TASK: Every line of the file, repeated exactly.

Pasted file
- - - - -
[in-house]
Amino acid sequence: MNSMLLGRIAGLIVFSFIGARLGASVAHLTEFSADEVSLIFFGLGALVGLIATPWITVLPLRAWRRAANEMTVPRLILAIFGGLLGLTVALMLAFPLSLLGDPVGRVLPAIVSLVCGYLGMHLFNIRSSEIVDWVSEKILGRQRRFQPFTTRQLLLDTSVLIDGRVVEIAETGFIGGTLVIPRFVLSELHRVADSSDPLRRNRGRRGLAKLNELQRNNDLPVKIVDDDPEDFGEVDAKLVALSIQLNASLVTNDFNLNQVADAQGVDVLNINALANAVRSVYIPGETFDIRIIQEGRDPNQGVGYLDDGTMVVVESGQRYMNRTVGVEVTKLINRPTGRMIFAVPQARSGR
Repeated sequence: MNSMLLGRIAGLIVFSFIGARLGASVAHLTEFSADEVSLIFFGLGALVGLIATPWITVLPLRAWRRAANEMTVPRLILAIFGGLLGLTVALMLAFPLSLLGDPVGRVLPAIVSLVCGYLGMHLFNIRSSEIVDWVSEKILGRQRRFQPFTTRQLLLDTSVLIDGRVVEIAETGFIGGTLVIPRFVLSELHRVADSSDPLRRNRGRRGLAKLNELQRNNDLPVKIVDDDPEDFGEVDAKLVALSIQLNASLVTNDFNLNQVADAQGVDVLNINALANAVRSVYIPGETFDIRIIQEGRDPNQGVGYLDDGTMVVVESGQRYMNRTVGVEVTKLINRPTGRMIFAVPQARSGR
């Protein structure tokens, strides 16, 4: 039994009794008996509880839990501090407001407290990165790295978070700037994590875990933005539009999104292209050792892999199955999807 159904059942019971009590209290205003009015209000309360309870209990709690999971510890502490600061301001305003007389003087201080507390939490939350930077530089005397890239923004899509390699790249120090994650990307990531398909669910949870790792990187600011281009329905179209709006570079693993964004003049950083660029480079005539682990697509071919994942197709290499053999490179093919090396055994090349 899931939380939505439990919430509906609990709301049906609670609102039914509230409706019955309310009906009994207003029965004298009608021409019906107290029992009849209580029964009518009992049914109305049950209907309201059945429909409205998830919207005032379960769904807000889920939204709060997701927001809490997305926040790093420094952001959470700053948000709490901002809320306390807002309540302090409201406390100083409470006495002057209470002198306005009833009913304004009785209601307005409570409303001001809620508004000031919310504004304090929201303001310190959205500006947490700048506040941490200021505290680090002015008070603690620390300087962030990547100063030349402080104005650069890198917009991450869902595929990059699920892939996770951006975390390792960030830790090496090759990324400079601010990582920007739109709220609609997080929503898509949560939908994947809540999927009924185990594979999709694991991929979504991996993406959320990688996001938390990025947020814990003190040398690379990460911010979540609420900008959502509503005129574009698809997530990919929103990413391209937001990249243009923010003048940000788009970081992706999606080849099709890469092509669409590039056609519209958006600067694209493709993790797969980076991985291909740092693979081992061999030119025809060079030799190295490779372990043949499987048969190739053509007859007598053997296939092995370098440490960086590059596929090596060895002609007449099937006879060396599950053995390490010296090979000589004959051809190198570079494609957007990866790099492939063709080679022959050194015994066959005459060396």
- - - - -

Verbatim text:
[in-house]
Amino acid sequence: MNSMLLGRIAGLIVFSFIGARLGASVAHLTEFSADEVSLIFFGLGALVGLIATPWITVLPLRAWRRAANEMTVPRLILAIFGGLLGLTVALMLAFPLSLLGDPVGRVLPAIVSLVCGYLGMHLFNIRSSEIVDWVSEKILGRQRRFQPFTTRQLLLDTSVLIDGRVVEIAETGFIGGTLVIPRFVLSELHRVADSSDPLRRNRGRRGLAKLNELQRNNDLPVKIVDDDPEDFGEVDAKLVALSIQLNASLVTNDFNLNQVADAQGVDVLNINALANAVRSVYIPGETFDIRIIQEGRDPNQGVGYLDDGTMVVVESGQRYMNRTVGVEVTKLINRPTGRMIFAVPQARSGR
Repeated sequence: MNSMLLGRIAGLIVFSFIGARLGASVAHLTEFSADEVSLIFFGLGALVGLIATPWITVLPLRAWRRAANEMTVPRLILAIFGGLLGLTVALMLAFPLSLLGDPVGRVLPAIVSLVCGYLGMHLFNIRSSEIVDWVSEKILGRQRRFQPFTTRQLLLDTSVLIDGRVVEIAETGFIGGTLVIPRFVLSELHRVADSSDPLRRNRGRRGLAKLNELQRNNDLPVKIVDDDPEDFGEVDAKLVALSIQLNASLVTNDFNLNQVADAQGVDVLNINALANAVRSVYIPGETFDIRIIQEGRDPNQGVGYLDDGTMVVVESGQRYMNRTVGVEVTKLINRPTGRMIFAVPQARSGR
């Protein structure tokens, strides 16, 4: 039994009794008996509880839990501090407001407290990165790295978070700037994590875990933005539009999104292209050792892999199955999807 159904059942019971009590209290205003009015209000309360309870209990709690999971510890502490600061301001305003007389003087201080507390939490939350930077530089005397890239923004899509390699790249120090994650990307990531398909669910949870790792990187600011281009329905179209709006570079693993964004003049950083660029480079005539682990697509071919994942197709290499053999490179093919090396055994090349 899931939380939505439990919430509906609990709301049906609670609102039914509230409706019955309310009906009994207003029965004298009608021409019906107290029992009849209580029964009518009992049914109305049950209907309201059945429909409205998830919207005032379960769904807000889920939204709060997701927001809490997305926040790093420094952001959470700053948000709490901002809320306390807002309540302090409201406390100083409470006495002057209470002198306005009833009913304004009785209601307005409570409303001001809620508004000031919310504004304090929201303001310190959205500006947490700048506040941490200021505290680090002015008070603690620390300087962030990547100063030349402080104005650069890198917009991450869902595929990059699920892939996770951006975390390792960030830790090496090759990324400079601010990582920007739109709220609609997080929503898509949560939908994947809540999927009924185990594979999709694991991929979504991996993406959320990688996001938390990025947020814990003190040398690379990460911010979540609420900008959502509503005129574009698809997530990919929103990413391209937001990249243009923010003048940000788009970081992706999606080849099709890469092509669409590039056609519209958006600067694209493709993790797969980076991985291909740092693979081992061999030119025809060079030799190295490779372990043949499987048969190739053509007859007598053997296939092995370098440490960086590059596929090596060895002609007449099937006879060396599950053995390490010296090979000589004959051809190198570079494609957007990866790099492939063709080679022959050194015994066959005459060396």